Public Relations Degree - Online and Campus Programs

What Does a Public Relations Representative Do?

Entry-level PR workers perform file maintenance, article clipping, and assembly of information for speeches, press kits, or pamphlets. They may answer calls from the press or public, prepare details for press conferences, write press releases or articles, and carry out public relations programs. Some people gain experience at a large firm and then start their own consulting firms working as a media publicist or in advertising, marketing, promotions, or public relations.

College Education, Internships Important for Advertising Public Relations Careers

To prepare for a career in advertising and public relations, a bachelor's degree is essential. Many entry-level PR reps have a public relations degree. Some employers look for college graduates with journalism experience, though others seek out graduates with experience in fields related to a firm's business, such as IT, health care, sales, finance, or media public relations. It may also be helpful to take public relations classes, or seek out specific public relations programs. Public relations internships help provide students with experience and training, and they are often the best means of finding employment after graduation.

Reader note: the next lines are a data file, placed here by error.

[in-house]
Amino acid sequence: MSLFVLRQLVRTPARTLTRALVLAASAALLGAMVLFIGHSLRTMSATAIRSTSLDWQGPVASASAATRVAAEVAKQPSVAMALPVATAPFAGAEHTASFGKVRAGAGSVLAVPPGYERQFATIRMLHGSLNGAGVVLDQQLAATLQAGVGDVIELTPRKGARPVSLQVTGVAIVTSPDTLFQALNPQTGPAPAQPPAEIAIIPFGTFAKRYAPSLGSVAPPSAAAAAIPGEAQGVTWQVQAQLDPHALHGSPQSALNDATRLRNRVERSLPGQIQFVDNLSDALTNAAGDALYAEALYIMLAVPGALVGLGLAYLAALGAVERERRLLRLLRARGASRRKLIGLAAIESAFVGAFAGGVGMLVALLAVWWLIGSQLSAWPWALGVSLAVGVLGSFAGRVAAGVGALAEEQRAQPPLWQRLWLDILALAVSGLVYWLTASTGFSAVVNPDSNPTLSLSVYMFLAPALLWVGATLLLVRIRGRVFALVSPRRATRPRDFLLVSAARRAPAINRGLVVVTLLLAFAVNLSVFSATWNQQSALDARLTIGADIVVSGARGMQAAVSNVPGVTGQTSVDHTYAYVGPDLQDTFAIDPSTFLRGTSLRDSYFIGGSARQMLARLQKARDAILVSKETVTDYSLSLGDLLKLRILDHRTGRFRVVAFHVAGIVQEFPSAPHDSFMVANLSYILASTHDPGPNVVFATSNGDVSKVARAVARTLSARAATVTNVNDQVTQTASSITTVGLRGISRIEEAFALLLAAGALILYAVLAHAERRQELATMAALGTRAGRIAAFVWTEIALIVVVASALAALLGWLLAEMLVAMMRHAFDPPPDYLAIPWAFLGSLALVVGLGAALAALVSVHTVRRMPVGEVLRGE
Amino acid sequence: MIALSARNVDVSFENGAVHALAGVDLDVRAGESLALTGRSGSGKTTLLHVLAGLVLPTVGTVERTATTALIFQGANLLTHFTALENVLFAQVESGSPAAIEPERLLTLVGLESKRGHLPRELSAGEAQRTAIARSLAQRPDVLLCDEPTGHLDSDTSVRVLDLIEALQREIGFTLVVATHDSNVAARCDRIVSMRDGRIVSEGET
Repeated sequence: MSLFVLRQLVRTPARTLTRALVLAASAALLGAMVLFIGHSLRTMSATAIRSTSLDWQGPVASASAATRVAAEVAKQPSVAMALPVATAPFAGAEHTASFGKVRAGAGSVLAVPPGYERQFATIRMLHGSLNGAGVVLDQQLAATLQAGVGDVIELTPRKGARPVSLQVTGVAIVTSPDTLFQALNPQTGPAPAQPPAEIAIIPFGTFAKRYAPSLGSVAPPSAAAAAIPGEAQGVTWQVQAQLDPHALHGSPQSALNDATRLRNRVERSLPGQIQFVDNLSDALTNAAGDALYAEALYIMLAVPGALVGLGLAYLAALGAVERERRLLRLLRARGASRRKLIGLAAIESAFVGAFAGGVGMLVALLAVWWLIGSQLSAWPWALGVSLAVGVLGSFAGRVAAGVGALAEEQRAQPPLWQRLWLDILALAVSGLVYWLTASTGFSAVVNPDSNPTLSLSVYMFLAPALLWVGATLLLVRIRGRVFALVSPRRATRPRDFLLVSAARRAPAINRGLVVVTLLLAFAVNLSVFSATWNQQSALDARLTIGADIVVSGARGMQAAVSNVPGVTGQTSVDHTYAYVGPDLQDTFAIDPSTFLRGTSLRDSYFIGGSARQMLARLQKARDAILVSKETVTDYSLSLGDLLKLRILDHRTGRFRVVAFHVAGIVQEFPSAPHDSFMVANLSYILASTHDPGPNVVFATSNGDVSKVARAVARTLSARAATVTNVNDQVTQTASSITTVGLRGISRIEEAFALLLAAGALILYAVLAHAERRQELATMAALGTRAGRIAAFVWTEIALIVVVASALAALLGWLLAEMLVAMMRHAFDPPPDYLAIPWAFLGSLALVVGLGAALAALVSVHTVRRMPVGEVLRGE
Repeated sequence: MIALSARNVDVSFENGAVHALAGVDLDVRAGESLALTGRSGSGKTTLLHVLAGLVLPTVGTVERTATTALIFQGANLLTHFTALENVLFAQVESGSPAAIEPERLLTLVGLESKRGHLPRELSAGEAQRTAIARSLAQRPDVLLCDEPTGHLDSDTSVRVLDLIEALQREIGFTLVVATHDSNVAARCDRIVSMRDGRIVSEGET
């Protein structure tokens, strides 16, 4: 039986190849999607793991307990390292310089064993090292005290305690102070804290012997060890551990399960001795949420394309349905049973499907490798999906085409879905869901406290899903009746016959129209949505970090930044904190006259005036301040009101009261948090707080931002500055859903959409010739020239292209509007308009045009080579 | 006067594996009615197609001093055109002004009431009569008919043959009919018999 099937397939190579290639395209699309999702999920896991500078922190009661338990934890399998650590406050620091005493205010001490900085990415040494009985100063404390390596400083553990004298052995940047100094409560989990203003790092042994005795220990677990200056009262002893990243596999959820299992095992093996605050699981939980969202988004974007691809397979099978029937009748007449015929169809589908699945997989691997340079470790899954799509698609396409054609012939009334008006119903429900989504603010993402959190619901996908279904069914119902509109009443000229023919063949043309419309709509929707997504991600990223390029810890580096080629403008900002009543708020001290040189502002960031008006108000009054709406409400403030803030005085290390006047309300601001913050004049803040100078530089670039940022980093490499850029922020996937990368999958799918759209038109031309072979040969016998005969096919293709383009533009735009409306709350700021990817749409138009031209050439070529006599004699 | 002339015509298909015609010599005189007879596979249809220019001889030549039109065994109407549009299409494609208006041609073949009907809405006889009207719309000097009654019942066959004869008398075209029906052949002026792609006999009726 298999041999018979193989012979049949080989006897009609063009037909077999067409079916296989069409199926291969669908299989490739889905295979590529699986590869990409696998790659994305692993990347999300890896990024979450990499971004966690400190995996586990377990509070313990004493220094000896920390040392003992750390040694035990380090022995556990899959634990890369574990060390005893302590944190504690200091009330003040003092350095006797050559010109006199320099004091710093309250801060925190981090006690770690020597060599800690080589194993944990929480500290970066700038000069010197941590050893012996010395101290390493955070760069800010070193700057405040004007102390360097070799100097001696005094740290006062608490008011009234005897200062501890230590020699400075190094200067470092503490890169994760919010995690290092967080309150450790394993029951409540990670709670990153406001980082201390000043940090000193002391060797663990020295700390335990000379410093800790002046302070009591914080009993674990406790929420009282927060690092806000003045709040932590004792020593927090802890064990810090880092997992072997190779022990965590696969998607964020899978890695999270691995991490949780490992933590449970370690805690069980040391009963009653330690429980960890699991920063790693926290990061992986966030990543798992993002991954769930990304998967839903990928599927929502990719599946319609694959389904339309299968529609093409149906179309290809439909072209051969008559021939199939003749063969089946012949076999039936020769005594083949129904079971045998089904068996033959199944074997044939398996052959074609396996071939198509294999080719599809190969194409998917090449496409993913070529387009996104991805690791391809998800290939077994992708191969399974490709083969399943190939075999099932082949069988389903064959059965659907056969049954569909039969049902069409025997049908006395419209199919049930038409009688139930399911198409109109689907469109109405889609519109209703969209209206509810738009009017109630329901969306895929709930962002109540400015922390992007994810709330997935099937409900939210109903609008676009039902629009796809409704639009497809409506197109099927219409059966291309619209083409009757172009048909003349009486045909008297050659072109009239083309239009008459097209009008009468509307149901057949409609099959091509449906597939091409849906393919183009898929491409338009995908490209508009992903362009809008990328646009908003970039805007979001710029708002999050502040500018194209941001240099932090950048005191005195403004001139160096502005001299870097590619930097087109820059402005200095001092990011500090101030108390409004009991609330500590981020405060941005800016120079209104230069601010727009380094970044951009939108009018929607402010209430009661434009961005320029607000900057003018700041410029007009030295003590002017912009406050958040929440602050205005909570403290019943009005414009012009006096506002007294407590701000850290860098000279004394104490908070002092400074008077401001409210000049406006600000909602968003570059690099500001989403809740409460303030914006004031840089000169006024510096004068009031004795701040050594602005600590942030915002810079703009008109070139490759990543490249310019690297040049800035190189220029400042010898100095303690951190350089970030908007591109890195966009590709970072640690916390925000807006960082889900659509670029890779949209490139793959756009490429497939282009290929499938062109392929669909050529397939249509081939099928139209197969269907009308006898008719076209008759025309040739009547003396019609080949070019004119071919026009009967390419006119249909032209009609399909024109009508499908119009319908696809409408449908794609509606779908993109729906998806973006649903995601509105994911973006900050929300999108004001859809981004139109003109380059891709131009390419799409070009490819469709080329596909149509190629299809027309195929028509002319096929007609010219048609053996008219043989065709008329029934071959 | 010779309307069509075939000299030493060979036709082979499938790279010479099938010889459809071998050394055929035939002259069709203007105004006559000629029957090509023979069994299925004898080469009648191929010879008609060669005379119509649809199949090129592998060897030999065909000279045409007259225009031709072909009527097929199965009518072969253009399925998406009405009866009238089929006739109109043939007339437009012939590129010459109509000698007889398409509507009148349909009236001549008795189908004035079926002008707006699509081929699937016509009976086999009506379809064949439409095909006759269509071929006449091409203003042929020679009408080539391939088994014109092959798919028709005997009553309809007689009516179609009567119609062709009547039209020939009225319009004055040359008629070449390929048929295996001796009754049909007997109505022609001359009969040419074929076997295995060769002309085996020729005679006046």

Certification is Key Component in Building Media Public Relations Career

In addition to public relations classes, public relations programs, and a public relations degree, certification offers another level of proof of competence in advertising and public relations, media PR, or other public relations specialty. Certification typically includes both a readiness review and an examination, usually taken after you've gained a certain amount of experience in the public relations field.

Salary Ranges and Outlook for Public Relations Careers

The Bureau of Labor Statistics predicts that job opportunities for public relations specialists will grow 24 percent through 2018, which is much faster than average. However, it is also predicted that there will be more demand than supply of jobs, so making sure you combine experience, education, and certification will position you well in the market. The median annual salary of a public relations specialist was $51,280 in May 2008.